Reviews Gems & Gemology, Spring 2017, Vol. 53, No. 1

Book Review: Jeweler: Masters, Mavericks, and Visionaries of Modern Design

Jeweler: Masters, Mavericks, and Visionaries of Modern Design Book Cover
By Stellene Volandes with a foreword by Carolina Herrera, hardcover, 255 pp., illus., publ. by Rizzoli International Publications, New York, 2016, $85.00.

Jeweler: Masters, Mavericks, and Visionaries of Modern Design by Stellene Volandes is a large-format visual feast of jewelry design. Jeweler showcases the work of 17 jewelry designers from around the world: Hemmerle (Munich), Elena Votsi (Athens), Mark Davis (Brooklyn), Nicholas Varney (New York), Wallace Chan (New York), James de Givenchy (New York), Giampiero Bodino (Milan), Judy Geib (Williamsburg, Virginia), Suzanne Syz (Geneva), Bhagat (Mumbai), Sevan Biçakçi (Istanbul), Lydia Courteille (Paris), Muriel Grateau (Paris), Luz Camino (Madrid), Antonia Miletto (Venice), Marie-Helene de Taillac (New York), and Lauren Adriana (London). There is also a foreword by Carolina Herrera, an introduction, and an index of photos by designer.

Jeweler is a very personal selection by Volandes, editor-in-chief at Town & Country magazine, who appears to prefer large, bold work. Yet the drama of the pieces and their impeccable craftsmanship are their only commonalities, as techniques and materials range across the board. There is Miletto’s quiet use of exotic woods, Davis’s repurposing of Bakelite, Biçakçi’s astonishing “inverse intaglio” gemstone carving, Syz’s playful use of enamel and titanium, Bodino’s use of traditional techniques in non-traditional presentations, and the breathtaking setting work of Varney and Chan. All the works feature vividly colored gemstones and enamels, except those by Grateau, who favors black and white. Every piece in Jeweler is a work of art best worn alone with the classic black dress (or black shirt, in the case of Syz’s cufflinks).

The text touches lightly on each designer’s history and the manufacturing techniques used. There are some lovely passages, such as Volandes’s description of Chan’s “Wallace Cut”: “Equal doses workmanship and wizardry, it was created through endless hours of imagination that turned into years of experimentation.” However, the author’s personal journey is front and center as she discovers the work of each designer, visits their ateliers, and discusses the work at a jazz club or fine restaurant. She recreates for readers her experience of the lush environments in which these pieces are exhibited, often by appointment only.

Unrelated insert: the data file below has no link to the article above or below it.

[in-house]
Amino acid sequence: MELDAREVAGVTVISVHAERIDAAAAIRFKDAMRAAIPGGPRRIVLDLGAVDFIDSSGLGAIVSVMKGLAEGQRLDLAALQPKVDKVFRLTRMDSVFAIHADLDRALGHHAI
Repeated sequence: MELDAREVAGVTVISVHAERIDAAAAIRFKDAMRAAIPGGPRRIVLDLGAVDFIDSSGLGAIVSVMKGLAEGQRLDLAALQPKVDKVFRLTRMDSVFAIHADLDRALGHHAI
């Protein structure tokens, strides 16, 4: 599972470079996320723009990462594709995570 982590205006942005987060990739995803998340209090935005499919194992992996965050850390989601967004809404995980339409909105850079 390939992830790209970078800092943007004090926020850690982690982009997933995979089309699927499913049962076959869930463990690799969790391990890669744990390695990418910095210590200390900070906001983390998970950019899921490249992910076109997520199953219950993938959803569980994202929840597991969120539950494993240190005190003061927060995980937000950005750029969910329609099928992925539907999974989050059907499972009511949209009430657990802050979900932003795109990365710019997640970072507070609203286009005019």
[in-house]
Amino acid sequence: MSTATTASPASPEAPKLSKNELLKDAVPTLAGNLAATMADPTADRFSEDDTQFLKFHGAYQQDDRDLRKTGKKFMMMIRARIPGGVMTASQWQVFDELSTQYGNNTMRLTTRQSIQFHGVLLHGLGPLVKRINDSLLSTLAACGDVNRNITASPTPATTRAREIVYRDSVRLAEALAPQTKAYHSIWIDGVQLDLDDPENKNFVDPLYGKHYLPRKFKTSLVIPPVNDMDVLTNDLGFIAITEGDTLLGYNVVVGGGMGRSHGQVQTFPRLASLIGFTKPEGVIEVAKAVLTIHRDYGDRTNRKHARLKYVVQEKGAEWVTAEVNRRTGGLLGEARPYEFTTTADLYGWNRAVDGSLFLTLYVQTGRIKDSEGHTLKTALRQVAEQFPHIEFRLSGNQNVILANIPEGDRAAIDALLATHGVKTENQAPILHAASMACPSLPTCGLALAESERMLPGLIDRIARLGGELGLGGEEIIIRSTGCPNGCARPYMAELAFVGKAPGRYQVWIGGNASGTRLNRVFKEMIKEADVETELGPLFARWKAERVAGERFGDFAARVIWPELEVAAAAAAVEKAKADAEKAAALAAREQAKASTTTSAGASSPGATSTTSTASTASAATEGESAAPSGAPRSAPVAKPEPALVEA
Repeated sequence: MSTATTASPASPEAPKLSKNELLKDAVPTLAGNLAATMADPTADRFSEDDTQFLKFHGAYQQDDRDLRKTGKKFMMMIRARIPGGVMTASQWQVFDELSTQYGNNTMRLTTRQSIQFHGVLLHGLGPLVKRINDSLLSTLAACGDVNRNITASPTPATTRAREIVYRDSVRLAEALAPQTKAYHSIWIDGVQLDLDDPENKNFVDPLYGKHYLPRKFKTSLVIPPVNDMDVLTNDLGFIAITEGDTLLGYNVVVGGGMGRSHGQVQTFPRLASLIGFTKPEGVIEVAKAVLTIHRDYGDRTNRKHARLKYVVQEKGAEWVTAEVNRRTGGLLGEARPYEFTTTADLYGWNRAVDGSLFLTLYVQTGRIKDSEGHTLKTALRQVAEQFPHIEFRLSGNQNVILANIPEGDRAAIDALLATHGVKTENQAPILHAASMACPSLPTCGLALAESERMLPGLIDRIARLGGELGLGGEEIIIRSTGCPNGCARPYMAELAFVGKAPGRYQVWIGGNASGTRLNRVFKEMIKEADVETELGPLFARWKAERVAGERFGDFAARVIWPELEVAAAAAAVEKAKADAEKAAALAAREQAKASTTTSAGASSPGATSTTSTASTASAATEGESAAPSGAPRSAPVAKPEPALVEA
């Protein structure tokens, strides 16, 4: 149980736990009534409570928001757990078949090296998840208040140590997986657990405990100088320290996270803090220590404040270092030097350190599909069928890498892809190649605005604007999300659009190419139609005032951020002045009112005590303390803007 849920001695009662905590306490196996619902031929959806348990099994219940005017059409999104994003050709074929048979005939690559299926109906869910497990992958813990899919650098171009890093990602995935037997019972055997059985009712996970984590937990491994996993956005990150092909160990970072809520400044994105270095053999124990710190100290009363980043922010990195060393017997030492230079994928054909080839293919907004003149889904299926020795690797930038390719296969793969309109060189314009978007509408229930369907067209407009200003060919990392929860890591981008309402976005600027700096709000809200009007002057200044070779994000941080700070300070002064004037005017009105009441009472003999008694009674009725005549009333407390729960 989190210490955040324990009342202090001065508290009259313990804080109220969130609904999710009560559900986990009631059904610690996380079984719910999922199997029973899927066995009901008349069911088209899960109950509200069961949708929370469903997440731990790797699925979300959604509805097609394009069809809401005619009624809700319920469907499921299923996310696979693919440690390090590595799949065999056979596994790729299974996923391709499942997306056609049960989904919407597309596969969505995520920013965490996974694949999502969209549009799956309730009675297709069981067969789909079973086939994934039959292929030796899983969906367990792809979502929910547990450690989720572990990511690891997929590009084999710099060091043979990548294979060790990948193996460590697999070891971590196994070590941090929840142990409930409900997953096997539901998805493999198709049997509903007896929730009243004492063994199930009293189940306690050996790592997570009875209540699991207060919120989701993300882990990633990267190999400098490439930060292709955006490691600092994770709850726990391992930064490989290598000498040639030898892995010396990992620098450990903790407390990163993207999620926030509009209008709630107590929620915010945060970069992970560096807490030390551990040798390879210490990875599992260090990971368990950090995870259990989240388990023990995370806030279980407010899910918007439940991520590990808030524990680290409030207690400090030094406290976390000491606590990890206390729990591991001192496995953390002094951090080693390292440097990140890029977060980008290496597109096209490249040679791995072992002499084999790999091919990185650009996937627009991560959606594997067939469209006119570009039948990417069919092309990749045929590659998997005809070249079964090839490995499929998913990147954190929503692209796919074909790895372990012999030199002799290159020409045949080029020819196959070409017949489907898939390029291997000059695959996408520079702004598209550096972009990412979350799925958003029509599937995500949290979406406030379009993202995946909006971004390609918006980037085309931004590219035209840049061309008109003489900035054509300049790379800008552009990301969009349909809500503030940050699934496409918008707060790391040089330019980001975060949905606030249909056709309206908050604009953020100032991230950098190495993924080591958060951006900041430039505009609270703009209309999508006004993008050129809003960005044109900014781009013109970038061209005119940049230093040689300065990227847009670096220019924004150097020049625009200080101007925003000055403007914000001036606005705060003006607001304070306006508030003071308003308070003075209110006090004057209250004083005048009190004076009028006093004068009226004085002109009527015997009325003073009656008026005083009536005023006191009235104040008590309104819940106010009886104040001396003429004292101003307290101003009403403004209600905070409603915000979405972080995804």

It’s impossible to write about Jeweler without mentioning its striking use of typography. Each section opens with one piece, the designer’s name, and a descriptive tagline—such as “The Modern Dynasty” (Hemmerle), “Olympian Talent” (Votsi), or “The Myth Maker” (Courteille)—in a font size so large it bleeds off the page. A quote from the text is spread over the next two pages with another featured piece of jewelry. Finally, opposite the first page text, the initial capital of the designer’s last name is enlarged so much that it is virtually abstract; a third piece of jewelry is wound around, set on, or stacked against the columns and shapes of the letter form. Each of these uses of type reinforces the idea that these designers are giants in their field, larger than life, their work almost too large for the pages. This is further emphasized by the enormous image sizes, often one per 9 × 13-inch page, or one piece spread over two pages.

Although the name of the book design firm (NR2154) and its principals are credited, the photographer, without whom this book could not have been created, is not. There is also a disappointing lack of acknowledgment of the makers of many of these pieces. Though readers may infer that all the designers were hands-on, it appears that many of them—who may have come from other design or jewelry-related fields—do not have bench training; Volandes mentions when a designer (such as Judy Geib) was trained in jewelry manufacturing. Many of the designers produce drawings that are works of art in themselves (the Varney drawing of a hooded falcon is almost indistinguishable from the final piece next to it), and there is no question about the brilliance of the design concepts. However, the production of these often incredibly complex pieces is the work of talented cutters, setters, wax carvers, fabricators, and polishers. It’s a shame that there is so little recognition of these skilled hands from either the designers or Volandes.

Jeweler is not a book to keep on a shelf. It is meant to be displayed, opened, paged through, admired, and shared, which makes the lack of a dust jacket seem a questionable design decision. The rich, deep blue cloth cover of Jeweler is embellished with gold lettering, which seems almost monochromatic in contrast to the blaze of colors inside. However, over time and through handling, the lettering may wear away, and the magnet-like texture of the binding will collect dust, stains, and pet hair, eventually creating a shopworn appearance at sharp odds with the work inside.

Overall, Jeweler: Masters, Mavericks, and Visionaries of Modern Design is a joy to behold. As a beautiful object of design in itself, it is a book for collectors of art, design, and jewelry or, really, anyone who appreciates beautiful things. In Jeweler, jewelry makers and designers will find insight into the often rarified world of ultra-high-end international jewelry design and plenty of inspiration for years to come.

Sharon Elaine Thompson is a Graduate Gemologist (GG) and Fellow of the Gemmological Association of Great Britain (FGA). She has been an instructor at the Gemological Institute of America, and has written extensively on jewelry and jewelry manufacturing for more than 25 years.